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Adventure
05-08-2012, 05:24 PM
I've been all over the internet. I haven't scanned this very forum for a similar post because I lack the time and I have a headache scorching my brains.

I want to play Pen and Paper RPG. I know the concepts and I have played my share of RPG, but not pen and paper. The internet is both a good and a bad source for the fact that it gives you directions but those are either too simple, for someone familiarized or they just mention rulebooks.

I want someone to teach me, indicating a rulebook for a starting point. I think I grasp the basics and notions concerning the mathematics and dice-play behind the process.

Just gaze at me like someone you are teaching and explaining everything about tabletop.

astrobrat
05-08-2012, 11:52 PM
So do you want us to teach you or point you to a system that is easy to learn?

Adventure
05-09-2012, 03:26 PM
I want both, actually. I apologize if I wasn't clear.

Thank you, by the way.

astrobrat
05-09-2012, 04:29 PM
I'm going to use D&D for the base of my explanation, as it is most familiar to me.

At its most basic, the Dungeon Master will present a player with a challenge, and the player makes a decision. The player rolls a d20 if the decision is valid, adding (or subtracting) bonuses based on their character's attributes and items for that action. If the outcome exceeds or meets a value that the DM imagined in their mind, then they are succesful at their action.

Is there anything else that you want more detailed information on besides that basic core rule?

Adventure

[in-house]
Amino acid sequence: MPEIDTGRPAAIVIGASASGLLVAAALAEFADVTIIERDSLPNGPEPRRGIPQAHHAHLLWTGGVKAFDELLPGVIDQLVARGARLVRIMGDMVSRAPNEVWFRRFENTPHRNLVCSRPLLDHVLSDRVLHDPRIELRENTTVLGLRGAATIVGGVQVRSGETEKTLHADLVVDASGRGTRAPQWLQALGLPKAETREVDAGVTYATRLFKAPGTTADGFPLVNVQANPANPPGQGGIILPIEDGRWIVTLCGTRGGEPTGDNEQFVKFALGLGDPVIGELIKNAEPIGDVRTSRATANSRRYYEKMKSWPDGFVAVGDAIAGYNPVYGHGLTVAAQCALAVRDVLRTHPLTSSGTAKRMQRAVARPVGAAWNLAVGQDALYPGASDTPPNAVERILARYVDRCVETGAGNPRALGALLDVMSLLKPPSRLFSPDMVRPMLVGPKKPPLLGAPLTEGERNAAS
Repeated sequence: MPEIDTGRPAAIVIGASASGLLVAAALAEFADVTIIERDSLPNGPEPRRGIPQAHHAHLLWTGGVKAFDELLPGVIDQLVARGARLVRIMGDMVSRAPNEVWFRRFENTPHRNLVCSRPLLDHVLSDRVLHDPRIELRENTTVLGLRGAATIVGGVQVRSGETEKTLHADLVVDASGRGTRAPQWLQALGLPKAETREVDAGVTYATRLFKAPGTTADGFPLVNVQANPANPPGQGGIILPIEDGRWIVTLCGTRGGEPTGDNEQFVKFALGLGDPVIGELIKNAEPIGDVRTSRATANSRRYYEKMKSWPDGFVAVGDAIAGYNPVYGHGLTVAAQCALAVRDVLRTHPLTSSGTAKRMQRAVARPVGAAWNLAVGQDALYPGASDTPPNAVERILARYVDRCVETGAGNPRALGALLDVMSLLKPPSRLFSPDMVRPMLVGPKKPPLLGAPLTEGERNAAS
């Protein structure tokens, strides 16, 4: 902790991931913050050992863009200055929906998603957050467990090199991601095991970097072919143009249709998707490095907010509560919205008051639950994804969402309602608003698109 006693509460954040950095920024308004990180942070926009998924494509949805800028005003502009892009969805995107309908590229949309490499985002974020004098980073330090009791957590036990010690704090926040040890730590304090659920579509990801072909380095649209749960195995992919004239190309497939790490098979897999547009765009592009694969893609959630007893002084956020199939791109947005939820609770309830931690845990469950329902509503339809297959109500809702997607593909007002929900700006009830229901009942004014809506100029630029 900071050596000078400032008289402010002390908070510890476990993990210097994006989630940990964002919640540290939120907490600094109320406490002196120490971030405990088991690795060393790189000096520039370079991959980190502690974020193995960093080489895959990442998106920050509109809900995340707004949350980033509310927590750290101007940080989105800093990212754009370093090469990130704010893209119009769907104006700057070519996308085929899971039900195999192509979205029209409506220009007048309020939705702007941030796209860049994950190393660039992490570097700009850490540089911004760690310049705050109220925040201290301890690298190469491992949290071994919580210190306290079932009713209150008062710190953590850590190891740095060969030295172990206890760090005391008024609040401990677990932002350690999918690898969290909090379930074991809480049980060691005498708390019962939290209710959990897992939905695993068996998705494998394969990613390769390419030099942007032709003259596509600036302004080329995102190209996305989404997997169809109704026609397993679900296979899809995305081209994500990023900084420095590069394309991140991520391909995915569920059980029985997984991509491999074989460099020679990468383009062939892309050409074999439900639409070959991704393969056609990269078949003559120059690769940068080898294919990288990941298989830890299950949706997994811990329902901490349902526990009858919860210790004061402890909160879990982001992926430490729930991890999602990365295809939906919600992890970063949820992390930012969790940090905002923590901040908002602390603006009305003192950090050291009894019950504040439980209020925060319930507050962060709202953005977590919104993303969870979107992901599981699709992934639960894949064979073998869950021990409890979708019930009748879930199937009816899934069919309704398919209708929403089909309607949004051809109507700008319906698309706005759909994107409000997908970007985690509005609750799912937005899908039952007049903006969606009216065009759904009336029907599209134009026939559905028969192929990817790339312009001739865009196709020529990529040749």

05-09-2012, 04:33 PM
Yes that would be good, like step by step teaching, as you were making the whole thing clear for someone who has never experienced it. I've acquired D & D Master's Guide 4th Edition in ebook format by the way.

astrobrat
05-09-2012, 04:44 PM
I haven't played 4th edition, when it came out I had a couple hundred dollars worth of 3.5 and didnt want to switch :P

Explaining everything is a bit of a task... You really dont have any specifics? Character building, skills, combat?

Adventure
05-09-2012, 04:54 PM
I kind of do. I've played RPG and I understand, basiclly the systems... But not this kind, tabletop I mean.

Ampolitor
06-26-2012, 09:02 AM
you need to get a copy of the 4th edition players guide, that explains it all, BUT IMO I would go with 3.5 or 2nd edition less video gamey and you can get the books fairly cheap.

Busted Shinma
07-16-2012, 05:16 AM
There are a few core components of pen & paper RPG gaming that are necessary to run or participate in a good game. First, there's the fluff. GMs must describe the world that the players' characters will exist in, hopefully weaving a verbal tapestry that helps immerse the players in the game. Describing the world is important, you have to convey the tone of the world's characteristics, you have to help the players understand how it feels to live in that setting. The people that live in that world who aren't controlled by the players, the NPCs, need to be fleshed out and have their personalities made evident. A little bit of history needs to be detailed so players know how things work in the world.